The Cost of Freedom of Information – The Council’s Failure to Advise

Charlotte Smith and Nadia Ahmed summarise the case and judgement of Moss v Royal Borough of Kingston-upon-Thames and another (NJ/2018/007).
Rob Hann Photoshop

Ask the Author

These are frequently asked questions to Rob Hann from colleagues in Local Government via the Sharpe Pritchard ‘Ask-the-Author' facility concerning the subject matter of his books on local authority companies, partnerships, charging and trading.
Icons Court

A call to review public contracts with Russian suppliers

Juli Lau and Gonzalo Puertas discuss the first official document to consider public sector contracts with companies linked to the Russian and Belarusian state regimes, issued by the Cabinet Office.
Icons Date

A New NEC Option to tackle greenwashing in the construction industry

Allan Owen and Sophie Drysdale discuss 'greenwashing' in the construction industry and a new secondary option clause X29 for its NEC4 suite of contracts developed by NEC.
Icons House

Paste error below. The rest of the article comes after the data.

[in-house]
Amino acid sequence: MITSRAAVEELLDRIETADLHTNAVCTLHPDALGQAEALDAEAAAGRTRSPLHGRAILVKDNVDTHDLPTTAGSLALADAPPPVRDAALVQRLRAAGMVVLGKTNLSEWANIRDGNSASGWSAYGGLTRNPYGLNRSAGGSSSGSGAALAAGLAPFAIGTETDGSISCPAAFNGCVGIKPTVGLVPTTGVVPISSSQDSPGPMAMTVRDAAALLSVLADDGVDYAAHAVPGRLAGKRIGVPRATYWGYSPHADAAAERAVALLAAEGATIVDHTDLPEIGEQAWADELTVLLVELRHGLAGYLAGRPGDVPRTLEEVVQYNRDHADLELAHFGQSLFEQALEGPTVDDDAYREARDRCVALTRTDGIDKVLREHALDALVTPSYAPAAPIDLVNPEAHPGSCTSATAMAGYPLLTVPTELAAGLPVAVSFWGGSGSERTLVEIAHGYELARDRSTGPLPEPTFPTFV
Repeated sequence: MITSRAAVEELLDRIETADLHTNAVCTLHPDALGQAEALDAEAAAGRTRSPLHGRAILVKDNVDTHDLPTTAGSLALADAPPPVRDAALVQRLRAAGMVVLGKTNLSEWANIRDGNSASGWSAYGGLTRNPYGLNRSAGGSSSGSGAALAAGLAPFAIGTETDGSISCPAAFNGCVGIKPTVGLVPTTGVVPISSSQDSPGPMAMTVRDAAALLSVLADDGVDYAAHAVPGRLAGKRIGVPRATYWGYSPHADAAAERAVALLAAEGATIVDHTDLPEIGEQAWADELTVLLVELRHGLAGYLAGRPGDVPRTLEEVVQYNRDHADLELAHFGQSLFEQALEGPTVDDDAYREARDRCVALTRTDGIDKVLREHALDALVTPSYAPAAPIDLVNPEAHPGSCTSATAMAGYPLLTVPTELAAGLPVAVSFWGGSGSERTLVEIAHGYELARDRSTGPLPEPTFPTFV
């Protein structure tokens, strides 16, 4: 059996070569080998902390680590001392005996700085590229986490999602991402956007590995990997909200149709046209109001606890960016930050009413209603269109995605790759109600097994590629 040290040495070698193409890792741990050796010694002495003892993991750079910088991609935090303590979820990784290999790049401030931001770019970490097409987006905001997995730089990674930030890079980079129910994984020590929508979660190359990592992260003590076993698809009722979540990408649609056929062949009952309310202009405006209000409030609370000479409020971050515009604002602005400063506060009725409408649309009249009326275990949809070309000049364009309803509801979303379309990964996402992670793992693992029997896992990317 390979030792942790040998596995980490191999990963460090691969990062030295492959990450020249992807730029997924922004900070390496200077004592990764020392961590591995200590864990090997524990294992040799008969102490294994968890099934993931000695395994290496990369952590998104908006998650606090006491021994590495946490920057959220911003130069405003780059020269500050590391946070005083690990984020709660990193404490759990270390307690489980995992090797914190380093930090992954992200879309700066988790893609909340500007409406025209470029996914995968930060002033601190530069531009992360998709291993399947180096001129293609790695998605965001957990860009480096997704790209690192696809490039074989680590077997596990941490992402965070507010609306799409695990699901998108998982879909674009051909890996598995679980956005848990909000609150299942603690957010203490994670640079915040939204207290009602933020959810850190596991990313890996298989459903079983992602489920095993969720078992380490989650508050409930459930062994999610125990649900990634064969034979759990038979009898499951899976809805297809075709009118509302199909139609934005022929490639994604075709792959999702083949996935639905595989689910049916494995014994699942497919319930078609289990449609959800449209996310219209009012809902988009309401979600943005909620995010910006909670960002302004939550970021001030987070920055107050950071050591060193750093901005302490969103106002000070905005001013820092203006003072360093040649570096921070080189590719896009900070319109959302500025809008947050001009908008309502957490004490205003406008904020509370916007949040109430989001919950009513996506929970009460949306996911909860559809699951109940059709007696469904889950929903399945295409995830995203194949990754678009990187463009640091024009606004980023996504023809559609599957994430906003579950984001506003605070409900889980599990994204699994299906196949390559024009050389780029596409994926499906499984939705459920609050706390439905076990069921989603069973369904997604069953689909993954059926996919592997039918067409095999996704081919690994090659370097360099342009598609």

The Pathway to the Future – The Road Map for Employment Tribunals

David Leach discusses and outlines the road map of the planned changes for modernising the Tribunals in 2022 and 2023 released by The Presidents of the Employment Tribunals.
Icons House

Farrar Out

Clare Mendelle and James Goldthorpe discuss how the insolvency of Farrar Construction leads to clarity from the Courts on dealing with an insolvent contractor under JCT.
Icons House

The UK government has this week introduced the Economic Crime (Transparency and Enforcement) Bill

Peter Collins and Sophie Pilcher discuss the Economic Crime (Transparency and Enforcement) Bill introduced by the UK Government this week.
Icons Hazard

A sweet truth for selectivity

Steve Gummer and Gonzalo Puertas discuss a case that concerns an application for judicial review seeking to challenge a decision to introduce a zero-duty autonomous tariff quota (“ATQ”) of 260,000 metric tonnes of raw cane sugar for refining.
Icons House

Adjudication 101: Introduction and Overview

Michael Comba traces the origins of adjudication and considers why the process was introduced, who it is aimed towards and how construction contracts must include certain provisions.
Icons Date

New Government Guidance on PFI Expiry

Rob Hann, Head of Local Government at Sharpe Pritchard, takes a look at new guidance on PFI expiry recently published by the IPA to help public bodies wrestle with the complexities of transition they will face as these contracts reach full term.
Icons Hazard

Three new Levels to ‘level up’ Local Government in England?

Rob Hann, Sharpe Pritchard’s Head of local government, takes a look at the new proposals under the Government’s Levelling Up White Paper to facilitate devolution to remaining regions of local government in England which are currently without a Mayoral Combined Authority.